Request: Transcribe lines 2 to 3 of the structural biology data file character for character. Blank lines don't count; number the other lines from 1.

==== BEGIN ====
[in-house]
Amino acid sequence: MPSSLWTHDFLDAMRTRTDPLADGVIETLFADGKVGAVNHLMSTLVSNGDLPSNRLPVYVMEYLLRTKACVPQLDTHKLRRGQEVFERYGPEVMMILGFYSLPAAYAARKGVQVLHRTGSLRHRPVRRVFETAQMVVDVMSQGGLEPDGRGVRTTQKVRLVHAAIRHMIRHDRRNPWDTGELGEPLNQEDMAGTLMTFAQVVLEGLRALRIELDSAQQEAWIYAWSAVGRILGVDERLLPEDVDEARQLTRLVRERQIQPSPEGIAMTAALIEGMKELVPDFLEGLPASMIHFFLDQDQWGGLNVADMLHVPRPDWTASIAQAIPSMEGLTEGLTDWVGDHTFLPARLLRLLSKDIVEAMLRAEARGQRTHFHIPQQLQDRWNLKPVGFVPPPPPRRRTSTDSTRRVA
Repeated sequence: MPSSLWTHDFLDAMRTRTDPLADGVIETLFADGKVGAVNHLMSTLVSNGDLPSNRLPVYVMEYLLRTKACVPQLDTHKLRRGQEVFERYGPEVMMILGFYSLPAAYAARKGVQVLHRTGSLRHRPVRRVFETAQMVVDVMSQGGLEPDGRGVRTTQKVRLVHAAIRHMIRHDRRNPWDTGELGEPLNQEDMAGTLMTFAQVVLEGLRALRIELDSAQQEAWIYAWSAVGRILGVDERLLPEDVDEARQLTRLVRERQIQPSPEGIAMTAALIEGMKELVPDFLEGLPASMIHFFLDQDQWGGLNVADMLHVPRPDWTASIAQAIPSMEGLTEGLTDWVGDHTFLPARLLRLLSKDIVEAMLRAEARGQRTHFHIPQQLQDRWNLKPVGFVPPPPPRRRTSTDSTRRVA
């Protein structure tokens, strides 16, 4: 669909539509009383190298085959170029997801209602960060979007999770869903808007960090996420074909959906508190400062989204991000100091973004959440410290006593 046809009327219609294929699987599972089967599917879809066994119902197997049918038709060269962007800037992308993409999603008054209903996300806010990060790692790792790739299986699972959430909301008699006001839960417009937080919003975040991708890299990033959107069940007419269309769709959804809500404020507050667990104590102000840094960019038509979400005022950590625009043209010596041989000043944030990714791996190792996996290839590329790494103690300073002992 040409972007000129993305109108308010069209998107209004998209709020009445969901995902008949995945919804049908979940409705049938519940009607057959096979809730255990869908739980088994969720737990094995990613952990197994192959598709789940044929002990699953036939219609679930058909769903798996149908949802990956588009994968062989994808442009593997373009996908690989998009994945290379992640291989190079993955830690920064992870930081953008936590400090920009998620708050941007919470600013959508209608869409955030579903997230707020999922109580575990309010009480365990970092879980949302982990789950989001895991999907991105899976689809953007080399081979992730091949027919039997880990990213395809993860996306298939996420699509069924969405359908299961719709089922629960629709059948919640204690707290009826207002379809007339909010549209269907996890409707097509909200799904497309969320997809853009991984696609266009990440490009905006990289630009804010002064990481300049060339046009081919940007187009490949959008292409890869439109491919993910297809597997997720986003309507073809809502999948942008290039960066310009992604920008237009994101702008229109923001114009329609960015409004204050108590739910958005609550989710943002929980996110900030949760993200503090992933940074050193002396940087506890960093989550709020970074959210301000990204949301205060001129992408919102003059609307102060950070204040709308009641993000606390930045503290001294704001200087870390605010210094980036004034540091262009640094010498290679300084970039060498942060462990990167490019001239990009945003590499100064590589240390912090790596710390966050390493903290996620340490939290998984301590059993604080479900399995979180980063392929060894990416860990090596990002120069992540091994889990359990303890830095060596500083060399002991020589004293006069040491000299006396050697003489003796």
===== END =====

Amino acid sequence: MPSSLWTHDFLDAMRTRTDPLADGVIETLFADGKVGAVNHLMSTLVSNGDLPSNRLPVYVMEYLLRTKACVPQLDTHKLRRGQEVFERYGPEVMMILGFYSLPAAYAARKGVQVLHRTGSLRHRPVRRVFETAQMVVDVMSQGGLEPDGRGVRTTQKVRLVHAAIRHMIRHDRRNPWDTGELGEPLNQEDMAGTLMTFAQVVLEGLRALRIELDSAQQEAWIYAWSAVGRILGVDERLLPEDVDEARQLTRLVRERQIQPSPEGIAMTAALIEGMKELVPDFLEGLPASMIHFFLDQDQWGGLNVADMLHVPRPDWTASIAQAIPSMEGLTEGLTDWVGDHTFLPARLLRLLSKDIVEAMLRAEARGQRTHFHIPQQLQDRWNLKPVGFVPPPPPRRRTSTDSTRRVA
Repeated sequence: MPSSLWTHDFLDAMRTRTDPLADGVIETLFADGKVGAVNHLMSTLVSNGDLPSNRLPVYVMEYLLRTKACVPQLDTHKLRRGQEVFERYGPEVMMILGFYSLPAAYAARKGVQVLHRTGSLRHRPVRRVFETAQMVVDVMSQGGLEPDGRGVRTTQKVRLVHAAIRHMIRHDRRNPWDTGELGEPLNQEDMAGTLMTFAQVVLEGLRALRIELDSAQQEAWIYAWSAVGRILGVDERLLPEDVDEARQLTRLVRERQIQPSPEGIAMTAALIEGMKELVPDFLEGLPASMIHFFLDQDQWGGLNVADMLHVPRPDWTASIAQAIPSMEGLTEGLTDWVGDHTFLPARLLRLLSKDIVEAMLRAEARGQRTHFHIPQQLQDRWNLKPVGFVPPPPPRRRTSTDSTRRVA